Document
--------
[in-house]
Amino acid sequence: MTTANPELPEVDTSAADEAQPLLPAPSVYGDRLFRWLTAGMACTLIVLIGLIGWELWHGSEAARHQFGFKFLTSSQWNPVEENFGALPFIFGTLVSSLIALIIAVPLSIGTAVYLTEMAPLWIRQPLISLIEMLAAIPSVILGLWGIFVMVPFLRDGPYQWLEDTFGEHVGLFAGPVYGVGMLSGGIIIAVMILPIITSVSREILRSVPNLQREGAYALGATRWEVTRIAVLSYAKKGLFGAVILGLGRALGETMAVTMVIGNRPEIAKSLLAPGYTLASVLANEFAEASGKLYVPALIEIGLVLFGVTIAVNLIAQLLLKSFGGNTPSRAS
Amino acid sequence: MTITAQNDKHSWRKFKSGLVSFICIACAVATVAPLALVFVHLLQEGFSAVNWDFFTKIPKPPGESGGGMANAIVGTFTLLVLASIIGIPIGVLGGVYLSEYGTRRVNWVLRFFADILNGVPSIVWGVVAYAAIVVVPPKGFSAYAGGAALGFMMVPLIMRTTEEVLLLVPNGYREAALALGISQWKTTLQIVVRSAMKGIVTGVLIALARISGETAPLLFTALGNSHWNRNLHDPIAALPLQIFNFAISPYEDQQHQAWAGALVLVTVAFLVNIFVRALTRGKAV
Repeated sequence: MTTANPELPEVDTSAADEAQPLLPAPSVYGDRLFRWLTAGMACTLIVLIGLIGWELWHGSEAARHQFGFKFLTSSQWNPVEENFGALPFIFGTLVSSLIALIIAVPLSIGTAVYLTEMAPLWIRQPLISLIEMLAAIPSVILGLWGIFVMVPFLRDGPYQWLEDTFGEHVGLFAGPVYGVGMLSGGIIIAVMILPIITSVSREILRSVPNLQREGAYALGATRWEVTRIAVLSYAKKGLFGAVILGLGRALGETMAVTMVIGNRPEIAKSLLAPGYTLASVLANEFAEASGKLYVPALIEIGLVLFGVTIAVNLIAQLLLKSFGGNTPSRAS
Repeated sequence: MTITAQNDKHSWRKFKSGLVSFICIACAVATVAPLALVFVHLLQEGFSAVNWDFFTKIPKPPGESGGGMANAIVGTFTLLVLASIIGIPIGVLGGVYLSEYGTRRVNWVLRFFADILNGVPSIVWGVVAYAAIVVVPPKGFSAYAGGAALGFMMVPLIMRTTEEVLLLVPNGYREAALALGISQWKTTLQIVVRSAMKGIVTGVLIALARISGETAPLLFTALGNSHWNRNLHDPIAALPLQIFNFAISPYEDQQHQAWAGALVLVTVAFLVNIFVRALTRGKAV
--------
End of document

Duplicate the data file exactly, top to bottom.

[in-house]
Amino acid sequence: MTTANPELPEVDTSAADEAQPLLPAPSVYGDRLFRWLTAGMACTLIVLIGLIGWELWHGSEAARHQFGFKFLTSSQWNPVEENFGALPFIFGTLVSSLIALIIAVPLSIGTAVYLTEMAPLWIRQPLISLIEMLAAIPSVILGLWGIFVMVPFLRDGPYQWLEDTFGEHVGLFAGPVYGVGMLSGGIIIAVMILPIITSVSREILRSVPNLQREGAYALGATRWEVTRIAVLSYAKKGLFGAVILGLGRALGETMAVTMVIGNRPEIAKSLLAPGYTLASVLANEFAEASGKLYVPALIEIGLVLFGVTIAVNLIAQLLLKSFGGNTPSRAS
Amino acid sequence: MTITAQNDKHSWRKFKSGLVSFICIACAVATVAPLALVFVHLLQEGFSAVNWDFFTKIPKPPGESGGGMANAIVGTFTLLVLASIIGIPIGVLGGVYLSEYGTRRVNWVLRFFADILNGVPSIVWGVVAYAAIVVVPPKGFSAYAGGAALGFMMVPLIMRTTEEVLLLVPNGYREAALALGISQWKTTLQIVVRSAMKGIVTGVLIALARISGETAPLLFTALGNSHWNRNLHDPIAALPLQIFNFAISPYEDQQHQAWAGALVLVTVAFLVNIFVRALTRGKAV
Repeated sequence: MTTANPELPEVDTSAADEAQPLLPAPSVYGDRLFRWLTAGMACTLIVLIGLIGWELWHGSEAARHQFGFKFLTSSQWNPVEENFGALPFIFGTLVSSLIALIIAVPLSIGTAVYLTEMAPLWIRQPLISLIEMLAAIPSVILGLWGIFVMVPFLRDGPYQWLEDTFGEHVGLFAGPVYGVGMLSGGIIIAVMILPIITSVSREILRSVPNLQREGAYALGATRWEVTRIAVLSYAKKGLFGAVILGLGRALGETMAVTMVIGNRPEIAKSLLAPGYTLASVLANEFAEASGKLYVPALIEIGLVLFGVTIAVNLIAQLLLKSFGGNTPSRAS
Repeated sequence: MTITAQNDKHSWRKFKSGLVSFICIACAVATVAPLALVFVHLLQEGFSAVNWDFFTKIPKPPGESGGGMANAIVGTFTLLVLASIIGIPIGVLGGVYLSEYGTRRVNWVLRFFADILNGVPSIVWGVVAYAAIVVVPPKGFSAYAGGAALGFMMVPLIMRTTEEVLLLVPNGYREAALALGISQWKTTLQIVVRSAMKGIVTGVLIALARISGETAPLLFTALGNSHWNRNLHDPIAALPLQIFNFAISPYEDQQHQAWAGALVLVTVAFLVNIFVRALTRGKAV